The hunt commenced pretty normally. We rolled through several of my favorite areas and seeing nothing, travelled further west looking for the herds. We came to a feature called "Crazy Notch" and on the western side of the most unlikely mountain pass you'll see we found them. We climbed a small pressure ridge and spotted several dozen caribou over the next 7 or 8 hours but none came within rifle range except for one cow. She was about 250 yards away and I believed she'd come closer, instead she vanished. I must admit I was feeling the pressure at this point. We were 6 weeks into the season, the bottom of the freezer was visible and I had a new hunter along for the ride. Sometimes when you feel that internal pressure- you don't always make good decisions.

As we made our way back through the steep sided pass just a few minutes before dark, my partner spotted a couple of caribou on the side near the top. They were traveling quickly and would soon be over the summit. I made a snap decision and made perhaps the worst shot of my hunting career. I snapped into sitting position and looped into the sling. I peered through the scope in the dim light and settled the crosshairs just as the animals stopped and peered back down the steep slope at us. Ka BOOM! I have noticed the sound our Germanic brethren call the kugelschlag several times over my life- that is the sound of a bullet striking the ribs of a slab sided animal. It sounds like a guy whacking a side of beef with a mallet or a bat, or in odd instances like a cardboard box being dropping on cement. At close range the sound of impact isn't very distinct against the report of the rifle but at about 150 yards it will stand out as a distinctly separate noise.

Except in this case that sound of bullet striking home occurred much later than I thought it should. I had made a terrible shot in the fact I had been so focused that I didn't realize that this animal was over 350 yards away. Much further than I thought- the worst shot of my career.

I worked the bolt quickly found the cow again in the scope. She was regaining her footing and started to run to the west on a course that would take her over the summit in just a couple of seconds. I applied generous lead- with the crosshairs standing out in front of the animal- and caressed the trigger again. Ka BOOM! The rifle thundered in the tight canyon we were in and I heard the sound of the bullet striking home again, this time accompanied by a sharp crack as the bullet found bone. The cow tumbled from inertia end over end through the bushes and for a second I thought she might fall all the way to the bottom before coming to rest on a small ledge.

My inexperienced partner looked at me in disbelief and exclaimed, "What a shot! That was unbelievable!". I was shaking badly, knowing that the second hit was a lot of luck and without it we'd be headed to the top to conduct a long and, likely, fruitless tracking job in the dark. We dropped our rifles and stripped packs down to just essentials given the steep nature of the terrain. I dropped my .357 Magnum into my pocket as afterthought thinking it would be a comfort packing the meat back down to the road in the dark and not wanting to haul a rifle all the way up the steep face. We made our way up quickly and had to detour around several vertical sections. My partner was a big guy and much heavier laden than I and I wanted to find the animal while we still had a little trace of light in the sky so I sprinted ahead. When I found the ledge, the caribou did the most unexpected thing- which was tried to stand.  She was unable due to a broken shoulder and spine. I grew sick to my stomach and drew the small revolver and fired twice. I'm certainly not a novice with a pistol but due to adrenaline, fatigue and lack of breath, I just flat missed despite being only a few yards away.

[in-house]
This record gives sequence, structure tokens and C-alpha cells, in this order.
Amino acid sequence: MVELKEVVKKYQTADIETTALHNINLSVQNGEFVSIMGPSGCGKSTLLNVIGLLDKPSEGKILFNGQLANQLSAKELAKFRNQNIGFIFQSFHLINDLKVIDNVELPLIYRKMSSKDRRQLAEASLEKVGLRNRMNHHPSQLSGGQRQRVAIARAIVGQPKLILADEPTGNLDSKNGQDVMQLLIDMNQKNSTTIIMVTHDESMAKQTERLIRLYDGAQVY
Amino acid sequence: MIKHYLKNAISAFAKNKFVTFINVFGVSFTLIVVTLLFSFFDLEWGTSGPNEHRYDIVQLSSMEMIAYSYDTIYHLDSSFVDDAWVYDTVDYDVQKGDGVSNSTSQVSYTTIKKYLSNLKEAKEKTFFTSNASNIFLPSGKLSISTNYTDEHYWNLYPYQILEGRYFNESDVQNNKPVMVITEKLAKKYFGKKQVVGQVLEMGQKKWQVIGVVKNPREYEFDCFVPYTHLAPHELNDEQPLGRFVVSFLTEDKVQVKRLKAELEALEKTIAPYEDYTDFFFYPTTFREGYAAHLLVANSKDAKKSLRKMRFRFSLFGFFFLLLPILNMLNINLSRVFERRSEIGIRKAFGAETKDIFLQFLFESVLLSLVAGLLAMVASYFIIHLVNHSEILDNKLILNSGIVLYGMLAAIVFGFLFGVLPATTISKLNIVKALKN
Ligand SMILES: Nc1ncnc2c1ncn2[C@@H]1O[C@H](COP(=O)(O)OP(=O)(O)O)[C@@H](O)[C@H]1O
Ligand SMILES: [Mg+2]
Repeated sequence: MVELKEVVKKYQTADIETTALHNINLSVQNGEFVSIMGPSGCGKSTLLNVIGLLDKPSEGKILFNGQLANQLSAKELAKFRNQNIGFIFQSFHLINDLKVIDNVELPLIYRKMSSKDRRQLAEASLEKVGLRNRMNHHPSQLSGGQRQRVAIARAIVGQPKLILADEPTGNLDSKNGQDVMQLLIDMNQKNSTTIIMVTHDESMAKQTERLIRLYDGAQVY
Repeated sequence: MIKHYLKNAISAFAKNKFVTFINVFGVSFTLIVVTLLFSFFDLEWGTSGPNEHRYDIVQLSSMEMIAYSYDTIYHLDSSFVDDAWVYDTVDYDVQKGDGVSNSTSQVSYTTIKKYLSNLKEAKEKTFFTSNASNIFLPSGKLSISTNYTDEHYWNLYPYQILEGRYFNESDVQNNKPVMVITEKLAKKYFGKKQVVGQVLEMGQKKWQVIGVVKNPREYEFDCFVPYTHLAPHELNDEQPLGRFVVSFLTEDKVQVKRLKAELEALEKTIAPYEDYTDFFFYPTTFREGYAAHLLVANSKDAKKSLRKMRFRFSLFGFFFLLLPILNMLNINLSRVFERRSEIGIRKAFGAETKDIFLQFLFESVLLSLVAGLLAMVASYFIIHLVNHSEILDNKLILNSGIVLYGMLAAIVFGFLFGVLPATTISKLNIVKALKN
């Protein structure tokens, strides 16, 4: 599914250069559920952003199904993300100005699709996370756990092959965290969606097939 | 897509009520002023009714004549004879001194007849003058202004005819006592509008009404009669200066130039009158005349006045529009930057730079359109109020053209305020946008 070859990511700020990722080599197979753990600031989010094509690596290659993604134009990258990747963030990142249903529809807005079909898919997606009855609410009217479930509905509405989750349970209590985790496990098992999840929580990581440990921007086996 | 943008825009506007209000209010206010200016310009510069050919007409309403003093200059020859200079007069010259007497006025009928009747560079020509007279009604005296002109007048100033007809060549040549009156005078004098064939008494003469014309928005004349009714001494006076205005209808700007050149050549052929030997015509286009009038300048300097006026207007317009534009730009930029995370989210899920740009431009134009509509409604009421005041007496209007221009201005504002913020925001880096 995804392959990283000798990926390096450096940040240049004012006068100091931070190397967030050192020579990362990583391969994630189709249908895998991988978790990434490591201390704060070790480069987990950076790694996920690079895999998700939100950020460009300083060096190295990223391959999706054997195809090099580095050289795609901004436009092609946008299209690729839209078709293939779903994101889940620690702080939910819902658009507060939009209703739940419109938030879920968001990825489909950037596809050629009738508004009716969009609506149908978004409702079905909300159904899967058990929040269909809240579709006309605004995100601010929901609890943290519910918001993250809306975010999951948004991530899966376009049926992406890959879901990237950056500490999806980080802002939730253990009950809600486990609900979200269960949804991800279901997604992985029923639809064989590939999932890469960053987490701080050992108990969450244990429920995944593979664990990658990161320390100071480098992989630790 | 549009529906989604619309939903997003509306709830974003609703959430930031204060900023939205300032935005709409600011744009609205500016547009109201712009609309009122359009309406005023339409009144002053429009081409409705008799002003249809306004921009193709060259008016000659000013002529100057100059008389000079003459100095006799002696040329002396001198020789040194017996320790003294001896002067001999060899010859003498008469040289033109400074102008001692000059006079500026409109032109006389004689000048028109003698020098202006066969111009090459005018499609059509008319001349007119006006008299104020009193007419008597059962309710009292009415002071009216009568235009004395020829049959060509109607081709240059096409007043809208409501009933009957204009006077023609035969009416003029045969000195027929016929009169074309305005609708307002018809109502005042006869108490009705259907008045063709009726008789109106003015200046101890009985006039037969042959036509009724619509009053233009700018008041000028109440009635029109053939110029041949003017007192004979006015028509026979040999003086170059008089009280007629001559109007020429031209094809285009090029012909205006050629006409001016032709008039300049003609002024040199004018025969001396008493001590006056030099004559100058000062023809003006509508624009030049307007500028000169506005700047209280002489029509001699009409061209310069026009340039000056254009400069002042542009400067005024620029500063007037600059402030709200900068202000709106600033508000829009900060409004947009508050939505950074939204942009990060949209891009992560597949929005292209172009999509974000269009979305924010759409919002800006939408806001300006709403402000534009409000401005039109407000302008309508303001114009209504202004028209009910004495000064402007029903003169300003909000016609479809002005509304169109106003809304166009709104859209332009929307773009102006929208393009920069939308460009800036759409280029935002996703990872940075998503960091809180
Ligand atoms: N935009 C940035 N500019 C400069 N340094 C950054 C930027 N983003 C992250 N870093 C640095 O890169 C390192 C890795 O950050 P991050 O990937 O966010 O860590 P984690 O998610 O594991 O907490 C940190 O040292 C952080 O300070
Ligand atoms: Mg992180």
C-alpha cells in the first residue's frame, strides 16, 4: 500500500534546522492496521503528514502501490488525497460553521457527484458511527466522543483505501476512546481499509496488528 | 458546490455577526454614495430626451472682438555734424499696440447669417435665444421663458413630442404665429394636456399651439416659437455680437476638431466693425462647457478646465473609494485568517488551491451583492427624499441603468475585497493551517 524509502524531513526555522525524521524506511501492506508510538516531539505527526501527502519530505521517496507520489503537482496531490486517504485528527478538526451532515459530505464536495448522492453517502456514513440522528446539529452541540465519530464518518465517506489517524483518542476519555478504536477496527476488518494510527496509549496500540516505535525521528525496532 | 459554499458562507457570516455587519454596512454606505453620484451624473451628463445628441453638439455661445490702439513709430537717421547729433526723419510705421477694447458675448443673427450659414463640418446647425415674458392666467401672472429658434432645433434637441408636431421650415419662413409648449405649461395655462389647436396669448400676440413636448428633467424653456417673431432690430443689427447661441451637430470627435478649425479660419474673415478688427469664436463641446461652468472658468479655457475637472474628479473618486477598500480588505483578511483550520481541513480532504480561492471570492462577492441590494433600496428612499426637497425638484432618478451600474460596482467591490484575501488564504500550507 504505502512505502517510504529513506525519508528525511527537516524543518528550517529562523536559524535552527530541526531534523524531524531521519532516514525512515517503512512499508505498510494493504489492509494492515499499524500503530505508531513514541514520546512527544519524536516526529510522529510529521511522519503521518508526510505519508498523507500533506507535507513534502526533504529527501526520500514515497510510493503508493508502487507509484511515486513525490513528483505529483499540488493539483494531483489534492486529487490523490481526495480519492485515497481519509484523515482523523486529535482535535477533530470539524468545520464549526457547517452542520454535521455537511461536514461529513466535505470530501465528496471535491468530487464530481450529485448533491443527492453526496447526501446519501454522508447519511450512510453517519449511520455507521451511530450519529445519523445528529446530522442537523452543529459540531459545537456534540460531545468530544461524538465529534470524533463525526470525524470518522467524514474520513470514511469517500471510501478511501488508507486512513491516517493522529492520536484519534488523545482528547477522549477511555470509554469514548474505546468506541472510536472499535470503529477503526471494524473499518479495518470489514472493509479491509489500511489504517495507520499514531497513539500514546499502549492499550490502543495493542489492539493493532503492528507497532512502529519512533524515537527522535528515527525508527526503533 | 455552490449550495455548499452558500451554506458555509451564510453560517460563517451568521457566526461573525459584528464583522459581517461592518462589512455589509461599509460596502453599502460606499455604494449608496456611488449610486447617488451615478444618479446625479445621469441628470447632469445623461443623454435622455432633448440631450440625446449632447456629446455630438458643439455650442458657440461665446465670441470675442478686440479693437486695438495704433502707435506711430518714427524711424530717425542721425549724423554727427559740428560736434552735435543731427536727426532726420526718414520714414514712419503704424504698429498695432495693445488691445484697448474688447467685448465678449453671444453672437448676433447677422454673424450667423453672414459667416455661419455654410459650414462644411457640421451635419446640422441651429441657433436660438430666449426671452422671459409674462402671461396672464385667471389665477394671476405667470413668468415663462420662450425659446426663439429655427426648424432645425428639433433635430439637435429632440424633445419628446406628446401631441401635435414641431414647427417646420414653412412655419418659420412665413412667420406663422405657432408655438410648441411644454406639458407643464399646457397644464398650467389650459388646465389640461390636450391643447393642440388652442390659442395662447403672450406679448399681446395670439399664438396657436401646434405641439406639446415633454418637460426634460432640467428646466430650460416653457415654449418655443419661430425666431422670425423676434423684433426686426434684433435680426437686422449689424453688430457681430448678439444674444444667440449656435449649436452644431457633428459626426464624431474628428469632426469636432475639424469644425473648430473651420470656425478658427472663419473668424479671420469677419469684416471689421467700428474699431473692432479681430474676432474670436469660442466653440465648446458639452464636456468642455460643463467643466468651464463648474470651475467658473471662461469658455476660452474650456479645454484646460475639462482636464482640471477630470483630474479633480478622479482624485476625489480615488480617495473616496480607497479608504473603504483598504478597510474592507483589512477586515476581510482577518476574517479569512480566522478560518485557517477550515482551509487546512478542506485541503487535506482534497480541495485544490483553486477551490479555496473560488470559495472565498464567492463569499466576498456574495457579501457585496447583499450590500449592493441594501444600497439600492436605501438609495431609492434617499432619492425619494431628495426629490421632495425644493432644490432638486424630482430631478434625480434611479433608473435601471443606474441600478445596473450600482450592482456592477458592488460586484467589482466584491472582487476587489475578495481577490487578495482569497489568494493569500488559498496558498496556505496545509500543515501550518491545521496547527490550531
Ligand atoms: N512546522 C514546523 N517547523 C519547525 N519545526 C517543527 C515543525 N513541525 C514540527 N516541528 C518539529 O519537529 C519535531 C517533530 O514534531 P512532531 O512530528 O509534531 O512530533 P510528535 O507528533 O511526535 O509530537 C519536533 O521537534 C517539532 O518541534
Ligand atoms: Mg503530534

By this time I was growing more disturbed. I take every effort to prevent this kind of thing and I was only so much happier that my partner was still down the mountain. I briefly considered that I just had 3 rounds left in the cylinder so I charged the last few feet and fired a single action shot at near point blank range and caribou collapsed. Finally. Down for good. I shouted back to my partner who had no idea what had just transpired that all was well and that I had finished off the caribou with the pistol. I walked into the low bushes and though about retching for a moment and stripped off my jacket to let the cool mountain breeze dry me off as my partner made his way up and the sun's rays in the West faded to dark. I was relieved. Meat at last.

My partner was in shock when he finally saw the animal on the ground- much larger than he expected. He'd never been this close to any large, wild animal before and its size impressed him. I had regained my composure somewhat and was able to resume my role as mentor as we took some photographs. The distance would later turn out to be 356 yards and a 58 degree up angle. I've passed up much better shots than this on numerous occasions and I can't exactly pinpoint why I took it this time but thankful I was. My first shot had hit a little far back and had destroyed the liver. It was a fatal hit but not immediately so. The second had hit the shoulder blade and due to the extreme uphill angle, smashed the spine. The caribou was indeed only moments from succumbing to the wounds and unable to escape when I topped out and perhaps the time wasn't as long as it seemed right then. I was pretty happy to have the handgun to apply a quick coup de' grace and finish what I started.

Later that night after the work was done and we had the caribou off the mountain, after we had made camp, eaten a quick meal and turned in; my aching back stirred me from slumber. I painfully crawled from the tent into the cold mountain air. There was a layer of ice on the fly and built a small fire. Looking skyward and shivering, the aurora borealis blazed overhead. We had meat on the pole, a fire in the camp and an Aurora in the sky- all was right with the world.